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Does Ricardian Equivalence hold when expectations are not rational?

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Author Info

  • Evans , George W

    (University of Oregon, University of St Andrews)

  • Honkapohja , Seppo

    (Bank of Finland)

  • Mitra, Kaushik

    ()
    (University of St Andrews)

Abstract

This paper shows that the Ricardian Equivalence proposition can continue to hold when expectations are not rational and are instead formed using adaptive learning rules. In temporary equilibrium, with given expectations, Ricardian Equivalence holds under the standard conditions for its validity under rational expectations. Furthermore, Ricardian Equivalence holds for paths of temporary equilibria under learning provided suitable additional conditions on learning dynamics are satisfied. New cases of failure of the Ricardian proposition emerge under learning. Most importantly, agents’ expectations must not depend on government financial variables under deficit financing.

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Bibliographic Info

Paper provided by Bank of Finland in its series Research Discussion Papers with number 13/2010.

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Length: 26 pages
Date of creation: 05 May 2010
Date of revision:
Handle: RePEc:hhs:bofrdp:2010_013

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Postal: Bank of Finland, P.O. Box 160, FI-00101 Helsinki, Finland
Web page: http://www.suomenpankki.fi/en/
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Keywords: taxation; expectations; Ramsey model; Ricardian Equivalence;

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  1. Barro, Robert J., 1974. "Are Government Bonds Net Wealth?," Scholarly Articles 3451399, Harvard University Department of Economics.
  2. Evans, George W & Honkapohja, Seppo, 1998. "Economic Dynamics with Learning: New Stability Results," Review of Economic Studies, Wiley Blackwell, vol. 65(1), pages 23-44, January.
  3. Martin Feldstein, 1982. "Government Deficits and Aggregate Demand," NBER Working Papers 0435, National Bureau of Economic Research, Inc.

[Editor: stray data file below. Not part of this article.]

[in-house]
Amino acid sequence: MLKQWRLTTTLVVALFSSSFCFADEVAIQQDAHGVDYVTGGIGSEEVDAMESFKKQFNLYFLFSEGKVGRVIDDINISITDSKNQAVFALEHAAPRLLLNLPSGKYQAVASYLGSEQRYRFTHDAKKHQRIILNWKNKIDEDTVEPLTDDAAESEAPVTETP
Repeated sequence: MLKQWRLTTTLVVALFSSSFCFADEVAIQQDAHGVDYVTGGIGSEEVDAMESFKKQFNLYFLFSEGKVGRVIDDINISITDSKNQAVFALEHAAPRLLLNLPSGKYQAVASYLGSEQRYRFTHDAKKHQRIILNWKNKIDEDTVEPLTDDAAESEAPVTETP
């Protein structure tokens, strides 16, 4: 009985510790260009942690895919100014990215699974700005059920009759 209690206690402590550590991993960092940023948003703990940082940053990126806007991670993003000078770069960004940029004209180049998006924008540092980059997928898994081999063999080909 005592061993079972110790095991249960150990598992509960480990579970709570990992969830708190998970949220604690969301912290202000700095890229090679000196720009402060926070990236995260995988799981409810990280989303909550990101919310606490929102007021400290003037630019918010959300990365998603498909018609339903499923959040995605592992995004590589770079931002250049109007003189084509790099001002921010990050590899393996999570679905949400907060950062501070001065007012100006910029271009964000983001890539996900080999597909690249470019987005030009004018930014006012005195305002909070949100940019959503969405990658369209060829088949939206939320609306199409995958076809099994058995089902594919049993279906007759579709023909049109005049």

4. Roberto Ricciuti, 2003. "Assessing Ricardian Equivalence," Journal of Economic Surveys, Wiley Blackwell, vol. 17(1), pages 55-78, February.
  5. B. Douglas Bernheim, 1988. "Ricardian Equivalence: An Evaluation of Theory and Evidence," NBER Working Papers 2330, National Bureau of Economic Research, Inc.
  6. Olivier Jean Blanchard & Stanley Fischer, 1989. "Lectures on Macroeconomics," MIT Press Books, The MIT Press, edition 1, volume 1, number 0262022834.
  7. Bohn, Henning, 1992. "Endogenous Government Spending and Ricardian Equivalence," Economic Journal, Royal Economic Society, vol. 102(412), pages 588-97, May.
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Cited by:
  1. Mitra, Kaushik & Evans, George W. & Honkapohja, Seppo, 2013. "Policy change and learning in the RBC model," Journal of Economic Dynamics and Control, Elsevier, vol. 37(10), pages 1947-1971.
  2. Justiniano, Alejandro & Primiceri, Giorgio E. & Tambalotti, Andrea, 2013. "The Effects of the Saving and Banking Glut on the U.S. Economy," Working Paper Series WP-2013-17, Federal Reserve Bank of Chicago, revised 29 Nov 2013.
  3. Stefano Eusepi & Bruce Preston, 2013. "Fiscal foundations of inflation: imperfect knowledge," Staff Reports 649, Federal Reserve Bank of New York.
  4. Gasteiger, Emanuel & Zhang, Shoujian, 2011. "Anticipation, learning and welfare: the case of distortionary taxation," MPRA Paper 30625, University Library of Munich, Germany.
  5. George W. Evans & Kaushik Mitra, 2012. "E-stability in the Stochastic Ramsey Model," CDMA Working Paper Series 201209, Centre for Dynamic Macroeconomic Analysis.
  6. Michael Woodford, 2013. "Macroeconomic Analysis without the Rational Expectations Hypothesis," NBER Working Papers 19368, National Bureau of Economic Research, Inc.

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